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Old May 29, 2010, 06:23 AM   #1
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Deadly force / equal force, knife vs. gun law.

I'm looking for some insight here.
In conversation at lunch the other day a coworker said another coworker previously did jail time for the following:
During a home invasion he shot a knife weilding intruder. He was supposedly convicted because he "escallated" the matter from knife to gun.
That led to a mention of "equal force" where my wife said "you can't shoot someone who has a knife, even I know that".
I dissagree with them that both are lethal weapons, however, the other coworked did past prison time for it.
I know I need more details of the events. Were drugs/girlfriend/whatever involved ? Was it legal for him to have a gun .... etc.
I do know it was in Fl.
I need to find out if the castle doctrine was in place at the time. If it was, what bearing would it have on this event?
Please, please, while it may be better to be judged by 12 than carried by 6 that's not the response I'm looking for.
I hope someone can point me to: Supreme court ruling "Mike Smith vs. State of __"
Thank You
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Old May 29, 2010, 07:01 AM   #2
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There's a lot more to the co-worker's story than what you've told us (or most likely have heard yourself.) There's no jurisdiction in the country where shooting someone that's invaded your home and is attacking you with a knife will earn you a prison sentence.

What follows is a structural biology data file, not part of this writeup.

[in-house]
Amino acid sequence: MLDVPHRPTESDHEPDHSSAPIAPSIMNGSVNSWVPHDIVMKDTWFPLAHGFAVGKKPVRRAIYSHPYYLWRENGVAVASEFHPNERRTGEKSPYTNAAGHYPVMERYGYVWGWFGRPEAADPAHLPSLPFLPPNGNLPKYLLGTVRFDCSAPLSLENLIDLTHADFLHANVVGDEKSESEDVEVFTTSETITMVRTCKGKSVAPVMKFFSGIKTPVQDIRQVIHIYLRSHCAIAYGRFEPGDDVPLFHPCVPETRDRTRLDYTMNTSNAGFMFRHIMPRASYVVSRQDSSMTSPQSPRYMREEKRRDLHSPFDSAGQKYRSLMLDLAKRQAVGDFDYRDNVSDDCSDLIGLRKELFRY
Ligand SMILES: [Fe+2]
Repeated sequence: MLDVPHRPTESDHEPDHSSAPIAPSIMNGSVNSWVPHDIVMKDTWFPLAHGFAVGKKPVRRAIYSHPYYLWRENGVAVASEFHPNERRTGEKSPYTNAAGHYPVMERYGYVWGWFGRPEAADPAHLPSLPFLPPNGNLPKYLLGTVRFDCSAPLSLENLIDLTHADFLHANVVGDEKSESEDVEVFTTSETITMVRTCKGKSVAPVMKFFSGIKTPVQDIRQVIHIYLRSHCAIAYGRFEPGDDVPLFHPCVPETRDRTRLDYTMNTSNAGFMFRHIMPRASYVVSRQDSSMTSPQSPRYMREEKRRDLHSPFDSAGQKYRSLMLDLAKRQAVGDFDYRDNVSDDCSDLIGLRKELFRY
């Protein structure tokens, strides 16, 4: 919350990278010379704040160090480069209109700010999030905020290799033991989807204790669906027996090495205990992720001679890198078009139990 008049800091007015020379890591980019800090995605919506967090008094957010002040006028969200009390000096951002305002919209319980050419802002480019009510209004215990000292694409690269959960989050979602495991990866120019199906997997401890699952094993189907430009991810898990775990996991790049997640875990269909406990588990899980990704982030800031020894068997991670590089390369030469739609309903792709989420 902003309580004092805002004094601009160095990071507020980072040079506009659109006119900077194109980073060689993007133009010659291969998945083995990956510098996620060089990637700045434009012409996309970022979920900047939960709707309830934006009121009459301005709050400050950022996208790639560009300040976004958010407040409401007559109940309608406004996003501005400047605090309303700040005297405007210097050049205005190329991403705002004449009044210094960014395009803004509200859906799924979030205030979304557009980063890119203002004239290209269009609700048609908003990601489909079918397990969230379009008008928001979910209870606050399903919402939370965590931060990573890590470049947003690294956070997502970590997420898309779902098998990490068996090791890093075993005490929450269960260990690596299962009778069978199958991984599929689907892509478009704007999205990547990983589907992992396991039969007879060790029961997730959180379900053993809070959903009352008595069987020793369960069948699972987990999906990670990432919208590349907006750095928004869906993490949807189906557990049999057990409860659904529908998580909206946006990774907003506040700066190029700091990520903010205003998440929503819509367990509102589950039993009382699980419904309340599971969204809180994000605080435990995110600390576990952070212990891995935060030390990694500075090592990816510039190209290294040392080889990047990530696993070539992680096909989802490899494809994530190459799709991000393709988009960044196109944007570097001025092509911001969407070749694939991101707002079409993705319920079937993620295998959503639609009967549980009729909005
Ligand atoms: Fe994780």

And you're right - a knife is a "deadly weapon" anywhere as well. You're not escalating or using disproportionate force when you respond with a gun.

I'll see if I can find a court ruling, but the problem is that the issue probably hasn't been heard by the Supreme Court because there's really no question or debate in the matter.
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Old May 29, 2010, 08:04 AM   #3
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Cartainly, there is a lot left out of the story. But one level of escalation that will get you in trouble is being the one who starts the trouble. This is from the Texas law on home defense.

(c) A person who has a right to be present at the location where the deadly force is used, who has not provoked the person against whom the deadly force is used, and who is not engaged in criminal activity at the time the deadly force is used is not required to retreat before using deadly force as described by this section.
Note the sentence on not provoking the attacker. It is entirely possible that a person could come in uninvited and then you escalate the situation to provoke a fight. In most home invasions this will not be an issue, but it could be. Also if the the knife holder deescalates and tries to leave then you shoot him, the fear of death is gone and you can be in trouble.
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Old May 29, 2010, 08:05 AM   #4
Bartholomew Roberts